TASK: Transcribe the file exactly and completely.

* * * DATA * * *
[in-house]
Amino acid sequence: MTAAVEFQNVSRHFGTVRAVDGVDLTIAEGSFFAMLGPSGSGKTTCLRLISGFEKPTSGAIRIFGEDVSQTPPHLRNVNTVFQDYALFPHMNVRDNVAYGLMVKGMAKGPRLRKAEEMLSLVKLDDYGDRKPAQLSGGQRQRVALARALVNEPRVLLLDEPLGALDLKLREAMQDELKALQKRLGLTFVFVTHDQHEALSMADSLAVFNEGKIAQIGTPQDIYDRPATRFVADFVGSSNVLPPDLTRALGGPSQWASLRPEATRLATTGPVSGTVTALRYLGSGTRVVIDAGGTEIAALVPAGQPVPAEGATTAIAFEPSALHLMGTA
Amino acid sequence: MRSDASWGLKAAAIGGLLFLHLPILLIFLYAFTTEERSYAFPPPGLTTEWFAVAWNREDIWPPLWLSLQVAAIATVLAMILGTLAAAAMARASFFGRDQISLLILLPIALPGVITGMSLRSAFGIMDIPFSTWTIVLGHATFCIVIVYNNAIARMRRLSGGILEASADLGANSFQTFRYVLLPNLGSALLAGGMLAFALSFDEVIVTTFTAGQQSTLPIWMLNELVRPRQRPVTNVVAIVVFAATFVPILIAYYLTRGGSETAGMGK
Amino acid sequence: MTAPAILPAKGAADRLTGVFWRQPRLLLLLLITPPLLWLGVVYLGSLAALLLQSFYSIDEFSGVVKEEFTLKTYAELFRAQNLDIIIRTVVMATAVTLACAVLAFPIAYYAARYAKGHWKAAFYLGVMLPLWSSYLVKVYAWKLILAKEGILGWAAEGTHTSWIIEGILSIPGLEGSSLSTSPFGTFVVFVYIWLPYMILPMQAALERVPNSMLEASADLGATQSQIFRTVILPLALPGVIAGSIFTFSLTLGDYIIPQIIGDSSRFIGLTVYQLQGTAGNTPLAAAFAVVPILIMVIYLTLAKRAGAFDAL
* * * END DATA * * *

[in-house]
Amino acid sequence: MTAAVEFQNVSRHFGTVRAVDGVDLTIAEGSFFAMLGPSGSGKTTCLRLISGFEKPTSGAIRIFGEDVSQTPPHLRNVNTVFQDYALFPHMNVRDNVAYGLMVKGMAKGPRLRKAEEMLSLVKLDDYGDRKPAQLSGGQRQRVALARALVNEPRVLLLDEPLGALDLKLREAMQDELKALQKRLGLTFVFVTHDQHEALSMADSLAVFNEGKIAQIGTPQDIYDRPATRFVADFVGSSNVLPPDLTRALGGPSQWASLRPEATRLATTGPVSGTVTALRYLGSGTRVVIDAGGTEIAALVPAGQPVPAEGATTAIAFEPSALHLMGTA
Amino acid sequence: MRSDASWGLKAAAIGGLLFLHLPILLIFLYAFTTEERSYAFPPPGLTTEWFAVAWNREDIWPPLWLSLQVAAIATVLAMILGTLAAAAMARASFFGRDQISLLILLPIALPGVITGMSLRSAFGIMDIPFSTWTIVLGHATFCIVIVYNNAIARMRRLSGGILEASADLGANSFQTFRYVLLPNLGSALLAGGMLAFALSFDEVIVTTFTAGQQSTLPIWMLNELVRPRQRPVTNVVAIVVFAATFVPILIAYYLTRGGSETAGMGK
Amino acid sequence: MTAPAILPAKGAADRLTGVFWRQPRLLLLLLITPPLLWLGVVYLGSLAALLLQSFYSIDEFSGVVKEEFTLKTYAELFRAQNLDIIIRTVVMATAVTLACAVLAFPIAYYAARYAKGHWKAAFYLGVMLPLWSSYLVKVYAWKLILAKEGILGWAAEGTHTSWIIEGILSIPGLEGSSLSTSPFGTFVVFVYIWLPYMILPMQAALERVPNSMLEASADLGATQSQIFRTVILPLALPGVIAGSIFTFSLTLGDYIIPQIIGDSSRFIGLTVYQLQGTAGNTPLAAAFAVVPILIMVIYLTLAKRAGAFDAL